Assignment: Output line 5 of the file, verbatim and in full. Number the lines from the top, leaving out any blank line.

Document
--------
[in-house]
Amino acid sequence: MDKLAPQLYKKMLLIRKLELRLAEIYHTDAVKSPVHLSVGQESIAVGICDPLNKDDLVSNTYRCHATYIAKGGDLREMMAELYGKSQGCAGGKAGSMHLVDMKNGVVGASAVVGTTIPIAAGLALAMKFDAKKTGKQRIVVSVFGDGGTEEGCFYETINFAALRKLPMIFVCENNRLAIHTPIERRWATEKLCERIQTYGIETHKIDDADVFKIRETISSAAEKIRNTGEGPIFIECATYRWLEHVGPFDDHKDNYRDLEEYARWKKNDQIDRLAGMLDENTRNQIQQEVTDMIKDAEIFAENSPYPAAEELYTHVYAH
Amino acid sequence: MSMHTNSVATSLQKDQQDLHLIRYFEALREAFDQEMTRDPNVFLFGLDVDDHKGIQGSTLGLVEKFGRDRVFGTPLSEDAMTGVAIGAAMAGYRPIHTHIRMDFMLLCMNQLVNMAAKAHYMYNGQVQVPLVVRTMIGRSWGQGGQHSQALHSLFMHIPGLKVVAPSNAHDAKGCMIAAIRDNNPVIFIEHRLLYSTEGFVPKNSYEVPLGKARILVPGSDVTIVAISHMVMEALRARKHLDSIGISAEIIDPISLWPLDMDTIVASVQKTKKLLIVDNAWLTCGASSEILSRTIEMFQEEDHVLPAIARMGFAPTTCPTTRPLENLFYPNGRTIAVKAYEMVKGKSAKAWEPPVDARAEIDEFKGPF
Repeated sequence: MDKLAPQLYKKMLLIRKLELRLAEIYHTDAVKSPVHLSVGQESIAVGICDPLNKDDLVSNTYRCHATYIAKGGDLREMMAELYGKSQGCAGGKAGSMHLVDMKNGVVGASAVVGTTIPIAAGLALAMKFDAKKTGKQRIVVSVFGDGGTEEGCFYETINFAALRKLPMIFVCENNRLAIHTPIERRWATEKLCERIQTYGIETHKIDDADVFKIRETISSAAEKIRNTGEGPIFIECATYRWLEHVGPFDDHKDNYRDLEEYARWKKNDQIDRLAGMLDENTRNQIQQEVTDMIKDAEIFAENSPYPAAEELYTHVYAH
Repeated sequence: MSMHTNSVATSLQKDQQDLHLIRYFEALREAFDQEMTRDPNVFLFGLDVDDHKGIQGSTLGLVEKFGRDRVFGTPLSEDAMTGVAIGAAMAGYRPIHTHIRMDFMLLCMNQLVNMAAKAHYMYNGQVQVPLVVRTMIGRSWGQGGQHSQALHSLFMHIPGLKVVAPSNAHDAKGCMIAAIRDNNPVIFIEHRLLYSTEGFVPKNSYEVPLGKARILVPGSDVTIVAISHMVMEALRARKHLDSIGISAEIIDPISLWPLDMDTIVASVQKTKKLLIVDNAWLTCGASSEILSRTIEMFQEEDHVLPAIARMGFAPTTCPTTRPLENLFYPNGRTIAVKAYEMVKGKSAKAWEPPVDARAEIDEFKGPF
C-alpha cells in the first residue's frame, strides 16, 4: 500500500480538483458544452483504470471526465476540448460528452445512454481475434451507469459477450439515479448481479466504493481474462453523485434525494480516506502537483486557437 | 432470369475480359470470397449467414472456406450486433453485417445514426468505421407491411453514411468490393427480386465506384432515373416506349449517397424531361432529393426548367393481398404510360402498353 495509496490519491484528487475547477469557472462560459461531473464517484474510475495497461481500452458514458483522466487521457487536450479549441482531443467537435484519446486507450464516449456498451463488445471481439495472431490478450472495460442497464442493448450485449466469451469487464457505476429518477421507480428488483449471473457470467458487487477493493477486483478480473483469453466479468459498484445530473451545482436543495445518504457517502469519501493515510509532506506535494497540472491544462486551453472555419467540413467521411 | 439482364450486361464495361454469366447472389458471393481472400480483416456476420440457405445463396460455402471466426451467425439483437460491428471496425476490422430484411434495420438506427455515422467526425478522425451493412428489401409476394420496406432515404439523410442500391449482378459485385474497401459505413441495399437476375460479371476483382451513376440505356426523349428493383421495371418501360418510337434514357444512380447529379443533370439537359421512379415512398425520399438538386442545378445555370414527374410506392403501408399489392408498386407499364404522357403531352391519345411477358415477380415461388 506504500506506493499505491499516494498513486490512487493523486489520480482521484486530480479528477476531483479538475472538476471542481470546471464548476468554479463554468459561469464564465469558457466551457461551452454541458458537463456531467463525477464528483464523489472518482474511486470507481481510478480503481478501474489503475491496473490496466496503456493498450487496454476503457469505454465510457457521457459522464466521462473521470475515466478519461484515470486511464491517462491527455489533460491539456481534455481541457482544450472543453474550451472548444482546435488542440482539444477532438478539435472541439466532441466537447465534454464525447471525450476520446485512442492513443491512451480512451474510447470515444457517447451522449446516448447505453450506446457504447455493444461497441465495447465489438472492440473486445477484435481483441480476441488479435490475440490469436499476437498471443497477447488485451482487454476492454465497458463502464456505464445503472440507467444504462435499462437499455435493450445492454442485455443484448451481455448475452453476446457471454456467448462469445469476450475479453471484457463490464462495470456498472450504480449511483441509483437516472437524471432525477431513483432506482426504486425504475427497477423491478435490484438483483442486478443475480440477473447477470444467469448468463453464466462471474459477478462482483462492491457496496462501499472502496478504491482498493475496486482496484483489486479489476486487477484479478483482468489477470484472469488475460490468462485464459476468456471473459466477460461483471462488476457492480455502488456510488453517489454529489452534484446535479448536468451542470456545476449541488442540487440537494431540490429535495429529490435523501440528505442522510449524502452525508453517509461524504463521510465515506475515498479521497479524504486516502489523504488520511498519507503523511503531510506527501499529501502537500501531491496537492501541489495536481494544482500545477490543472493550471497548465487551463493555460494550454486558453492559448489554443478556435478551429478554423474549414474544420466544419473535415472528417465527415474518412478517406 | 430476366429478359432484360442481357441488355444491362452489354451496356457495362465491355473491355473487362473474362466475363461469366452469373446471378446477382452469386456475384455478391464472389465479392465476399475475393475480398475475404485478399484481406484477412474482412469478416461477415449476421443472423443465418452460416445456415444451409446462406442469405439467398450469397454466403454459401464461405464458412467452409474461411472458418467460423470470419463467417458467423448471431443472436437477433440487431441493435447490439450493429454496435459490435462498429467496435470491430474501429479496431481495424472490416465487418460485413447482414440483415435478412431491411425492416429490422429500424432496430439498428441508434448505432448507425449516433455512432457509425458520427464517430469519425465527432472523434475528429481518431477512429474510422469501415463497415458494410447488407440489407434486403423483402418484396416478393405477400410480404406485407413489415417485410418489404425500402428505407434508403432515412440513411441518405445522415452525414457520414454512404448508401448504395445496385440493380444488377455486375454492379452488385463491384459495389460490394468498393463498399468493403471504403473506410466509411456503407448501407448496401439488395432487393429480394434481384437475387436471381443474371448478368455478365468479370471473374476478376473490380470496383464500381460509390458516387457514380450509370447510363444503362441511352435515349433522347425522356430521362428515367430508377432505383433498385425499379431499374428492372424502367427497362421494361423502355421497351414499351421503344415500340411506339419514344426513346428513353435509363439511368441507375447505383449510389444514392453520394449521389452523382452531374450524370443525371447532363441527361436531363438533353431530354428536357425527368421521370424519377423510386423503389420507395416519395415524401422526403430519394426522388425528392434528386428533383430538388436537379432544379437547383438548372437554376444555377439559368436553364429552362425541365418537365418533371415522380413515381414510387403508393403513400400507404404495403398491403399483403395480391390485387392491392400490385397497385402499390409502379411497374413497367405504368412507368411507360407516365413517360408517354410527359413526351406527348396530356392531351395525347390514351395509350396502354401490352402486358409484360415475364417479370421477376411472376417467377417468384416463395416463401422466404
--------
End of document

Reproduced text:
Repeated sequence: MSMHTNSVATSLQKDQQDLHLIRYFEALREAFDQEMTRDPNVFLFGLDVDDHKGIQGSTLGLVEKFGRDRVFGTPLSEDAMTGVAIGAAMAGYRPIHTHIRMDFMLLCMNQLVNMAAKAHYMYNGQVQVPLVVRTMIGRSWGQGGQHSQALHSLFMHIPGLKVVAPSNAHDAKGCMIAAIRDNNPVIFIEHRLLYSTEGFVPKNSYEVPLGKARILVPGSDVTIVAISHMVMEALRARKHLDSIGISAEIIDPISLWPLDMDTIVASVQKTKKLLIVDNAWLTCGASSEILSRTIEMFQEEDHVLPAIARMGFAPTTCPTTRPLENLFYPNGRTIAVKAYEMVKGKSAKAWEPPVDARAEIDEFKGPF